George Ezra is one of those old fashioned singer/songwriter guys – one of the ones who’s done things ‘the right way’. No first single pizza adverts for him. Nope, Ezra is a grafter.
Since his shortlisting in the BBC Sound of 2014 (and our 14 for 14, of course), there’s been much talk of him being ‘plucked from obscurity’ and ‘catapulted into the limelight’, but that couldn’t be further from the truth; despite his youthful appearance and niave stage banter, he’s been gigging almost relentlessly for the last few years, regularly commuting from his home in Bristol to play here in London. Those shows have varied in size from east end pubs to to support slots with fellow up-and-coming darlings Tom Odell and Lianne La Havas. So the look of utter bewilderment and sheer joy on his face as he looks out at Dingwalls is understandable.
Tonight’s show is a sell-out and, rather confidently, he’s already selling tickets for a just-announced gig down the road at the Electric Ballroom, scheduled for June. Tickets for that show are available from his merch’ table. “I’m not really used to this headlining thing,” he confides early on. “And I’ve got merch’ for the first time! And two guitars – I don’t even need the other one; it’s a spare!”
He might be new to sell-out crowds, but the most striking thing about Ezra is how thoroughly mismatched the tall, fresh faced, floppy-haired boy before us is with the deep, world-weary voice that seeps out of his barely-moving lips. It’s the voice of a man 50 years his senior; it’s deep, musky, and in equal parts full of sadness and optimisim. He sounds like he’s lived it all, but the songs he plays tonight – from last year’s Did You Hear The Rain? EP and the fortcoming Cassy O’ – tell stories that give the blues and folk he leans towards releavance today.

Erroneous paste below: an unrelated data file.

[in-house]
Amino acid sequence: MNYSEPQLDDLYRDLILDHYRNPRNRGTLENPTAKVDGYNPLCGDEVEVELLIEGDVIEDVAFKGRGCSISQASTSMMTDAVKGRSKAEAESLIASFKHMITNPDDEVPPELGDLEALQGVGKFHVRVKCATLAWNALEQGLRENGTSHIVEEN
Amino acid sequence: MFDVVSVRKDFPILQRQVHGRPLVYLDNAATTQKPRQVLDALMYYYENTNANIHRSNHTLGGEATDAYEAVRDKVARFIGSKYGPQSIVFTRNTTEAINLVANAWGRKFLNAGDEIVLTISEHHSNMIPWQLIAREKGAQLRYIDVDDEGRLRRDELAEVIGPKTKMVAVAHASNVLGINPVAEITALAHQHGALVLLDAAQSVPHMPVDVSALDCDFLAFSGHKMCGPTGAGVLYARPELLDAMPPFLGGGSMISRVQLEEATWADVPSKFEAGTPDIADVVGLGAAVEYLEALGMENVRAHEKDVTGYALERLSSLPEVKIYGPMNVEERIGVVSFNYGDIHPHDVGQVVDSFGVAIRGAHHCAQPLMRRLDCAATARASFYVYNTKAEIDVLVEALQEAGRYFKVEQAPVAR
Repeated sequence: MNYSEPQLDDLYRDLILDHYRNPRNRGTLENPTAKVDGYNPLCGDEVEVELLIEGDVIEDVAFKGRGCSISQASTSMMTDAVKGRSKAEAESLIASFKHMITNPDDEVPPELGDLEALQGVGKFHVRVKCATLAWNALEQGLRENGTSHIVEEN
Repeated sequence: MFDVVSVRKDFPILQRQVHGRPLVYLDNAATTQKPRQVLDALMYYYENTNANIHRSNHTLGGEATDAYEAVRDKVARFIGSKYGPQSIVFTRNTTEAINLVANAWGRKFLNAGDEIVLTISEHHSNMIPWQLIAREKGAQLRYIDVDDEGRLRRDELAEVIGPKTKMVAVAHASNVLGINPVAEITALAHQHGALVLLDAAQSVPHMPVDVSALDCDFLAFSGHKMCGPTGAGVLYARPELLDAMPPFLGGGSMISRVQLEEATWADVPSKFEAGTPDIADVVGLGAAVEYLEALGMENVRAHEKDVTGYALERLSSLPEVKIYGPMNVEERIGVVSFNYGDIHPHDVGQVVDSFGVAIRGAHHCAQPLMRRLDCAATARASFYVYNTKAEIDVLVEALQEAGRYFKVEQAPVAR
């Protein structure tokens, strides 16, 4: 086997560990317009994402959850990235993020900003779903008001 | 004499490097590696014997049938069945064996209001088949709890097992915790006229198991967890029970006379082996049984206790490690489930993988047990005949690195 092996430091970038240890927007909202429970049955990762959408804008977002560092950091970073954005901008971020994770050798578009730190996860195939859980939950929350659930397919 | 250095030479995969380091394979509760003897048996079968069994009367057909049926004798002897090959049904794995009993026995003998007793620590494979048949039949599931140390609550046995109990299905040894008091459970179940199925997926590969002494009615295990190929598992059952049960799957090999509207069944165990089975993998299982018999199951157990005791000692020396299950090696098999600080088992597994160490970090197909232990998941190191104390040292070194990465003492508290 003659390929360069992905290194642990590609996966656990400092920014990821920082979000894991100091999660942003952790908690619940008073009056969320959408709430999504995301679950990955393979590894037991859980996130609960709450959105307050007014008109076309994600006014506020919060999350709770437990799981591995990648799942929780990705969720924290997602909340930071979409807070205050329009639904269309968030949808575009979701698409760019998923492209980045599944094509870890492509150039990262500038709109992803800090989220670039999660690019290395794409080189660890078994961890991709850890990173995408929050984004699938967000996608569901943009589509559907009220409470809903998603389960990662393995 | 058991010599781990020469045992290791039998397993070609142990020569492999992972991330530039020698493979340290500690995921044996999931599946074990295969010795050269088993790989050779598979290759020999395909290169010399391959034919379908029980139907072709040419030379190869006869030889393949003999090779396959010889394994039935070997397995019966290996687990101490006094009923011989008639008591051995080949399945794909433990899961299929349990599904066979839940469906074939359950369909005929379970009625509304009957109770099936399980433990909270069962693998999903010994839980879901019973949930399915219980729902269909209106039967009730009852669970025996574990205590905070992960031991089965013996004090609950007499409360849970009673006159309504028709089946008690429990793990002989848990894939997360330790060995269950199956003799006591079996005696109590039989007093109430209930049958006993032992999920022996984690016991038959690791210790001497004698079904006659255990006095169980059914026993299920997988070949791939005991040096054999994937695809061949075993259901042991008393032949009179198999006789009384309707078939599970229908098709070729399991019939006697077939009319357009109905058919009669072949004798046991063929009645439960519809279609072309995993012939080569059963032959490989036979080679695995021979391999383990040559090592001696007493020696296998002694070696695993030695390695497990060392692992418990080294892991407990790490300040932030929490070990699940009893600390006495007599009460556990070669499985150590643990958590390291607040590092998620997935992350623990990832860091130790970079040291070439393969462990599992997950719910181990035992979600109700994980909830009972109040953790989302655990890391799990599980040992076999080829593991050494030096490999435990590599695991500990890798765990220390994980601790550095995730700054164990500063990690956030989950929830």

He sings about trips to Malmo (Get Lonely Lonely With Me) and Amsterdam (Blind Man in Amsterdam), a love song about all the things he’d sacrifice for he’s desired one (Budapest). While the songs have charm – in no small part thanks to his well honed stage patter; he compares his stage moves to Beyoncé, who he tells us he saw live recently, and he tells self-deprecating tales of being heckled at gigs. This is a man who’s used to having to eyeball people at shows, and it’s the voice and his empassioned attacks on his guitar that make him such an exciting prospect. Did You Hear The Rain’s dramatic intro’ isn’t lost on anyone, and he silences the room as he descends into its thundering blues. Equally, upbeat, railroad new single Cassy O’ gets some of the biggest whoops of the night.
It’s a short set; “I haven’t got any more songs!” he protests, after a one song encore, and as he leaves the stage he still looks slightly shocked by the sheer number of people here tonight. We’ve a feeling he’d better get used to it; sometimes good things do come to those who wait.